Effects of 5.8 GHz Microwaves on Testicular Structure and Function in Rats
Objective. To investigate the effects of exposure to 5.8 GHz microwaves on testicular structure and function of male adult rats. Methods. After 30 days of exposure, we evaluated sperm quality by determining sperm concentration and quantifying the number of abnormal sperm. Testicular morphology was investigated by hematoxylin-eosin (HE) staining. The levels of testosterone (T), follicle-stimulating hormone (FSH), luteinizing hormone (LH), glial cell line-derived neurotrophic factor (GDNF), stem cell factor (SCF), and transferrin (TRF) were determined by enzyme-linked immunosorbent assays (ELISAs). We also used western blotting to determine the levels of GDNF and SCF and apoptosis-related protein (caspase-3) in the testis. Results. Compared with the sham group, there were no significant differences in terms of sperm count, sperm abnormality, and the levels of T, FSH, LH, GDNF, SCF, and caspase-3 in the microwave group. Conclusion. Under the experimental conditions, 5.8 GHz microwave exposure has no obvious effect on testicular structure and function of rats.
Microwaves is a form of electromagnetic radiation with frequencies in the range of 300 MHz to 300 GHz that is used predominantly for radar, satellite communication, and radio navigation. In an attempt to meet the increasing demand for technology in modern-day life, the communications industry continuously strives to build network environments with higher efficiency, faster connections, and lower latency. Over the last few years, there has been a rapid development in 5 G networks in China. As a result, innumerable 5 G base stations and antennas will be installed in every corner of the country. It is also evident that the 5.8 GHz spectrum is likely to replace the 2.4 GHz spectrum that is currently used in wireless technology. However, there are some concerns over whether these new technologies will have a potential adverse impact on human health.
A growing body of scientists has become aware of this problem and has begun to conduct studies in vitro. For example, Miyakoshi et al. showed that exposure to 5.8 GHz microwaves at 1 mW/cm2 for 24 h had little or no genetic toxicity to human eye cells . In another study, Kuzniar et al. used proteome-wide semiquantitative mass spectrometry to demonstrate changes in the protein abundance of three cell types (human fibroblasts, osteosarcomas, and mouse embryonic stem cells) when exposed to 5.8 GHz microwaves .
Previous research has demonstrated that the testis is a target organ that is highly sensitive to microwave exposure. There is also limited evidence that microwave exposure may be associated with poor sperm quality [3–5]. Jong et al. previously demonstrated a reduction in sperm concentration in rats when exposed for 30 days to microwaves emitted from 4 G mobile phones, thus indicating that a long period of exposure to microwaves had a clear effect on spermatogenesis . In another study, Shahin et al. reported that that exposure to 2.45 GHz microwaves for 2 h/day over 15, 30, and 60 days led to a reduction in sperm concentration and survival in mice; this was accompanied by a reduction in testosterone levels and an imbalance in testicular redox status [4, 5]. The specific effects of 5.8 GHz microwaves on testicular structure and function have yet to be reported. Therefore, the purpose of this study was to investigate the effects of 5.8 GHz microwaves on testicular structure and function in a rat model.
2. Materials and Methods
36 healthy adult male Sprague-Dawley (SD) rats (body weight: ) were purchased from the Laboratory Animal Center of Air Force Medical University (Xi’an, China) and maintained under strict hygienic and well-ventilated conditions (temperature, ; humidity, ; and a 12 h light/dark) with free access to food and water. All animal experiments in this study were approved by the Animal Welfare Committee of Air Force Military Medical University (Xi’an, China).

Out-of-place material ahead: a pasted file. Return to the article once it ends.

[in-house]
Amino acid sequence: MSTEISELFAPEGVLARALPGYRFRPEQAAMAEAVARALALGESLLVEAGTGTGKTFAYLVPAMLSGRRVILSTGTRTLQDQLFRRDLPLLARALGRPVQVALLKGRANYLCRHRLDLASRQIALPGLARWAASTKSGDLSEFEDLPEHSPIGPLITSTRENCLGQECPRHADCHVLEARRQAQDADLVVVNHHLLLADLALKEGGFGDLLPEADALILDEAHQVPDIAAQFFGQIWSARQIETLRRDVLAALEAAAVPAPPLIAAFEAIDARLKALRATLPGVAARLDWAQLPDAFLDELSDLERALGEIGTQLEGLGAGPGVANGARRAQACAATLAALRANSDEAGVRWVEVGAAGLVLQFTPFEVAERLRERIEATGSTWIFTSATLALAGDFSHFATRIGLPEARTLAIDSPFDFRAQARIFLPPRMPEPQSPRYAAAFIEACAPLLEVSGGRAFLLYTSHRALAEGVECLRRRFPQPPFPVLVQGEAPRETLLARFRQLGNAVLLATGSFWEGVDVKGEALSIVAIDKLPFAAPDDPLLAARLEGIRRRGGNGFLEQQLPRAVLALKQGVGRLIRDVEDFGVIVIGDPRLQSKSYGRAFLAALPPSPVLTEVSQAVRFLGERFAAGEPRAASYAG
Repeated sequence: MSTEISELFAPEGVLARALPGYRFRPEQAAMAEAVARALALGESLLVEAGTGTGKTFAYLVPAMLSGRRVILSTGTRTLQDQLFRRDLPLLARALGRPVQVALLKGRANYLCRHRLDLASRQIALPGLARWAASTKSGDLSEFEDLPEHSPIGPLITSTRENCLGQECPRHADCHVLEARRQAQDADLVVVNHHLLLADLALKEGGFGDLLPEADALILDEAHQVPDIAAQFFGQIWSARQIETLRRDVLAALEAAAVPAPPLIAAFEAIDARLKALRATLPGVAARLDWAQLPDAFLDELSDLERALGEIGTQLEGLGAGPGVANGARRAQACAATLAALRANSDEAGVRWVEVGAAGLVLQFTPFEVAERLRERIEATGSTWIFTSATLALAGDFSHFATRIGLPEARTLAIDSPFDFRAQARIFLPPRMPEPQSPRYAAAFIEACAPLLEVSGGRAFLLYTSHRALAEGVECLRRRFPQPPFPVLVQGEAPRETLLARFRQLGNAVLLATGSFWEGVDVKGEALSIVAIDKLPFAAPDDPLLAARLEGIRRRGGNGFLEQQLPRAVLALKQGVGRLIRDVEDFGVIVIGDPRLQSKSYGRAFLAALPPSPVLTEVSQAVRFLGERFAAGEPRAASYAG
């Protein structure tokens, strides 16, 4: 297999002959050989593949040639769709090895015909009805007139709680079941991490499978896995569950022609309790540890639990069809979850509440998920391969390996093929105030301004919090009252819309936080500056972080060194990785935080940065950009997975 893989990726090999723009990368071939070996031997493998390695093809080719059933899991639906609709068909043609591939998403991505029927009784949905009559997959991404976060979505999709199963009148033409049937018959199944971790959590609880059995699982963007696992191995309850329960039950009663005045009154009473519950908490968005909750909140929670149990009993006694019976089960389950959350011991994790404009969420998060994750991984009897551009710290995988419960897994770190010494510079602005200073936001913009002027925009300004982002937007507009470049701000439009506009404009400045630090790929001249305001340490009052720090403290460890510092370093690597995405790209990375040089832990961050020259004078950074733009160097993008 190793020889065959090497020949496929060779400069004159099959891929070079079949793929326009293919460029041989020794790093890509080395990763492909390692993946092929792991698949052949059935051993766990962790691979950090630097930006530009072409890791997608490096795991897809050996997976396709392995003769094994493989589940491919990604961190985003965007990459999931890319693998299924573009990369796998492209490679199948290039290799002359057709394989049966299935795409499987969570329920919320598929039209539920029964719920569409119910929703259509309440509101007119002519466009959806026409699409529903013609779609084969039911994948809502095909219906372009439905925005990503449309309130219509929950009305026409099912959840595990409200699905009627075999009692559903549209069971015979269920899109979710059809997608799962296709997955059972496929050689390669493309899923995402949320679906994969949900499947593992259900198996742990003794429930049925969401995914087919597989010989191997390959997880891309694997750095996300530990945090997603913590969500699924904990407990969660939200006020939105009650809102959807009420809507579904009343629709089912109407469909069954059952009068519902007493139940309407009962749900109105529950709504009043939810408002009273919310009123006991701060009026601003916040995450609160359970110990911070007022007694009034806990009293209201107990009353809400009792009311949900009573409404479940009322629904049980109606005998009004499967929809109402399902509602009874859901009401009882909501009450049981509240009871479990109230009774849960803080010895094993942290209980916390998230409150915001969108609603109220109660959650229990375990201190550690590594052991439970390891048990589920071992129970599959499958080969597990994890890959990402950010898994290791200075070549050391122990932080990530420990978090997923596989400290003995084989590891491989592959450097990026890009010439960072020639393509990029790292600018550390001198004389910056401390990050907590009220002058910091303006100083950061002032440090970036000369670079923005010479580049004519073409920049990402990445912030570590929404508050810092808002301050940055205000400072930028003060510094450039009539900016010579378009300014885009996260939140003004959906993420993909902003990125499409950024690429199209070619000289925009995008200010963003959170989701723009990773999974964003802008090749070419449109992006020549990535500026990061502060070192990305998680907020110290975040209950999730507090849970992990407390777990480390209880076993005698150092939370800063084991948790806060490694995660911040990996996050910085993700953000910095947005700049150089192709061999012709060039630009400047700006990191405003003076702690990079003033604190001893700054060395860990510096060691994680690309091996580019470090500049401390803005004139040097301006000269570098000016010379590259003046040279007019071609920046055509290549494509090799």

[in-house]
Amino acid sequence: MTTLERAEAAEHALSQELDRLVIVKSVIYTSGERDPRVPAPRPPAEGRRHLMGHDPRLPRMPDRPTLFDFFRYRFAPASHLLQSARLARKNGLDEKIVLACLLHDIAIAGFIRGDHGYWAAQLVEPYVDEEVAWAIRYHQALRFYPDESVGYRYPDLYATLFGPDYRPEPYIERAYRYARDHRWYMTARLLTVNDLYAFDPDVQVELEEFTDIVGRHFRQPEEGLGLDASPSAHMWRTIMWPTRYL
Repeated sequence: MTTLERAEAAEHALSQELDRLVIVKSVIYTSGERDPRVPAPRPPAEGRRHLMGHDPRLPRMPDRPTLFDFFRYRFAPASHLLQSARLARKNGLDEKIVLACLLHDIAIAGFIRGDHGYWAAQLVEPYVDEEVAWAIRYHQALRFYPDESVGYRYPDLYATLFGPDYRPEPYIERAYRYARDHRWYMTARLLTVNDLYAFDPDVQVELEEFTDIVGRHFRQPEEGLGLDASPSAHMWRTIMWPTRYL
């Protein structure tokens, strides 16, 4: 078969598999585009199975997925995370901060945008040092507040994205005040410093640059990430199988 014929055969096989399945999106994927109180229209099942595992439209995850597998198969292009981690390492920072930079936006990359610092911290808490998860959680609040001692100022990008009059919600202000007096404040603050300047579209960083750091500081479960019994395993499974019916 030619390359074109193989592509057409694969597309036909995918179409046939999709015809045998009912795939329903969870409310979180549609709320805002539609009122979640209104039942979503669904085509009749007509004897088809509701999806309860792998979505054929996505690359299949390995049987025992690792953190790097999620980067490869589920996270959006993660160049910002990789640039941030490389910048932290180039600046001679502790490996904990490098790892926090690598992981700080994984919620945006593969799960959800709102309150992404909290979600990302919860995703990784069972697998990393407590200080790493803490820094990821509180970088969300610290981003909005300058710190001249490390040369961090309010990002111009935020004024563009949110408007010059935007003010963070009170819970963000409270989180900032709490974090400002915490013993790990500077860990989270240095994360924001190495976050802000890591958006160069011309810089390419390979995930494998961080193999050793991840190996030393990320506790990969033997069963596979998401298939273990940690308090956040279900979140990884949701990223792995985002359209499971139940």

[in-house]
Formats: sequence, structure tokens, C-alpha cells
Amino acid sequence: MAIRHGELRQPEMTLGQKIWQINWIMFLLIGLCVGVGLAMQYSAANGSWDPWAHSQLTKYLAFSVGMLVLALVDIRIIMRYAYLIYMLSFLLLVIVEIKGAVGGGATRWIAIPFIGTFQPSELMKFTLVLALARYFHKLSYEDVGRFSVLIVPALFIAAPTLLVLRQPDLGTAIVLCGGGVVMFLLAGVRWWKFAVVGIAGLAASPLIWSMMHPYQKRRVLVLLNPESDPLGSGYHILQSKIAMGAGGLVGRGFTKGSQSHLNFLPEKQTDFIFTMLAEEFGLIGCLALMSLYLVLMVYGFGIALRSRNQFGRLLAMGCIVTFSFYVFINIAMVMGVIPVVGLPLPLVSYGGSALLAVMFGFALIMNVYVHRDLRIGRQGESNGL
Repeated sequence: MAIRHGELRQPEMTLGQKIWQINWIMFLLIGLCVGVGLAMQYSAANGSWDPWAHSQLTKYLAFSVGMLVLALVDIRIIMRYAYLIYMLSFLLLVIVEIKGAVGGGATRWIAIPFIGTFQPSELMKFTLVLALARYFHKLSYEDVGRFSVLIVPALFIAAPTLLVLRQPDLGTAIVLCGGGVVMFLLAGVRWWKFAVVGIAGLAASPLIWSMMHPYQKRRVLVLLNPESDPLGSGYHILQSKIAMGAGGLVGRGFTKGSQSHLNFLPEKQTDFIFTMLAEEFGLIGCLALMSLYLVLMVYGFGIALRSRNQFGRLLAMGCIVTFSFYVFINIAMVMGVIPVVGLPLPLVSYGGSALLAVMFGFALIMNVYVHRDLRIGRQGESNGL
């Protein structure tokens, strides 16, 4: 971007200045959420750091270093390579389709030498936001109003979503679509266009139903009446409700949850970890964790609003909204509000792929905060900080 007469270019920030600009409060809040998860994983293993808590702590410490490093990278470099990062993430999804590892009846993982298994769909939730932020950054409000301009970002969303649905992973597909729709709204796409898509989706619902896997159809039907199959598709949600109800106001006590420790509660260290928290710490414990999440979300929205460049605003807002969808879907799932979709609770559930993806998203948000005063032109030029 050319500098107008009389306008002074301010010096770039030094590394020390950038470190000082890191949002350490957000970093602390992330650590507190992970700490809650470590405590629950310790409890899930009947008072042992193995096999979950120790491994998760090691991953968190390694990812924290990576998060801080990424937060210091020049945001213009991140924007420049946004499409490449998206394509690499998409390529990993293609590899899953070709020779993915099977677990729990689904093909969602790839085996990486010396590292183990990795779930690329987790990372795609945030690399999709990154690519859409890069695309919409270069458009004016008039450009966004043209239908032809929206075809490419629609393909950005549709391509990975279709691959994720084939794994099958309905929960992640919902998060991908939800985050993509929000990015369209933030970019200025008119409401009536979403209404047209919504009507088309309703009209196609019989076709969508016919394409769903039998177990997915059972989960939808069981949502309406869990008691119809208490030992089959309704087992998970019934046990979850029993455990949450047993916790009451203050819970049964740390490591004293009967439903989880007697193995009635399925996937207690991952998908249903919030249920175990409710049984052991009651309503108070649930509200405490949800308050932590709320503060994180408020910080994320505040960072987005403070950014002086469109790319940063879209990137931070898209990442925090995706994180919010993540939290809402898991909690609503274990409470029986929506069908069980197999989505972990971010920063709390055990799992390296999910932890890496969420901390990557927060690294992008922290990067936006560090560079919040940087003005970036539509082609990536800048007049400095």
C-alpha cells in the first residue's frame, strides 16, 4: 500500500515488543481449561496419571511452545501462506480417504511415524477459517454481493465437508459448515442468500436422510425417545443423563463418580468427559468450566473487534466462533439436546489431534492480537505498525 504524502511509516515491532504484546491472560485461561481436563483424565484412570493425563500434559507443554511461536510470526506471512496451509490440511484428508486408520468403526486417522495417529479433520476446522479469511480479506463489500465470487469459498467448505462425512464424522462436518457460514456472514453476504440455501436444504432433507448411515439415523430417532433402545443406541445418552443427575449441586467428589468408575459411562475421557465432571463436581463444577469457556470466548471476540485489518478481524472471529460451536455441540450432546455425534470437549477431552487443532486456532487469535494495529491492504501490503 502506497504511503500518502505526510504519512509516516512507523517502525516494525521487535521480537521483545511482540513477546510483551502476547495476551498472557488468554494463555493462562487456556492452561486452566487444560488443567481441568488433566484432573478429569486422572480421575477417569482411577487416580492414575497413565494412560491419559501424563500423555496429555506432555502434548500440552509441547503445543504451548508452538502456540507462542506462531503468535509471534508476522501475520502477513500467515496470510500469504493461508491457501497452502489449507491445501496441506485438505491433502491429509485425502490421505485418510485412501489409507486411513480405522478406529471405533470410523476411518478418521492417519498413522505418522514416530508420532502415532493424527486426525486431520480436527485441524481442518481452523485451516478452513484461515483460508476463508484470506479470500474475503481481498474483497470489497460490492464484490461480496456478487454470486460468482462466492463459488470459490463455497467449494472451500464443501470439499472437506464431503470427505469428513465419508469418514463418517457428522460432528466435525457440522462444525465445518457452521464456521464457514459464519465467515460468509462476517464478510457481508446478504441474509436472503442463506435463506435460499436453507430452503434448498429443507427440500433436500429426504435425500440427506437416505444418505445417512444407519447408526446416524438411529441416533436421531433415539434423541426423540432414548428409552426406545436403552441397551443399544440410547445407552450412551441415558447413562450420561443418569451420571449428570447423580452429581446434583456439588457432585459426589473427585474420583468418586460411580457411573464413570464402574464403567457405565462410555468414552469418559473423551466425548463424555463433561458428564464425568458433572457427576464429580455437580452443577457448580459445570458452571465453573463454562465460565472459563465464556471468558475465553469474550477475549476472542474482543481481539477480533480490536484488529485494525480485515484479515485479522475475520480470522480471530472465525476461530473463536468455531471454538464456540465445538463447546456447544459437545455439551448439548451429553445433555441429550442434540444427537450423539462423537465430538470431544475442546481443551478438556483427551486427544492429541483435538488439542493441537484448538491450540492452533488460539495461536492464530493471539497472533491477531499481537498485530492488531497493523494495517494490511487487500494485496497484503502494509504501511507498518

2.2. Exposure and Groups
The rats were randomly divided into two groups: a microwave group and a sham group ( for each group). The exposure system consisted of a signal generator, an amplifier, and a radiating antenna. Details on the exposure method have been published in our previous article . Briefly, the rats were exposed or sham-exposed separately to 5.8 GHz microwaves for 1 h/d for 30 consecutive days. The exposure of microwaves group was conducted from 8:00 to 12:00 AM. The power density was 74.25 W/m2, the whole-body specific absorption rate (SAR) was 1.15 W/kg, and the SAR for the testis was 3.36 W/kg, which were calculated using XFDTD software with a rat model (body mass: 307.8 g) provided by Remcom (State College, PA, USA). The power density and SAR decreased with increasing the distance from the center, and the maximum attenuation value was approximately 3 dB. The rats in the sham group were treated in the same way as the microwave group but with zero output from the exposure system. The rectal temperature of each rat was measured immediately before and after exposure to 5.8 GHz microwaves. Besides, we measured the weight of each rat in both groups every three days.
2.3. Blood Collection and Tissue Sampling
At the end of 30-day exposure to microwaves, all rats were anesthetized with 1% sodium pentobarbital (60 mg/kg). Blood samples were collected from the left ventricle of hearts of 13 rats in each group, subsequently centrifuged at 3000 rpm for 10 minutes at 4°C to provide serum for the analysis of sex hormones. The bilateral testes and cauda epididymides were isolated immediately and washed with precooled phosphate-buffered saline (PBS, pH 7.4). Sperms were then collected from the bilateral cauda epididymides and used to measure sperm quality. The testicular index was calculated by the following formula: . The remaining 5 rats in each group were anesthetized as described above and then perfused (via the intracardiac route) with cold 0.9% sodium chloride and 4% paraformaldehyde (PFA). Finally, the testes were fixed in 4% PFA for routine histological examination.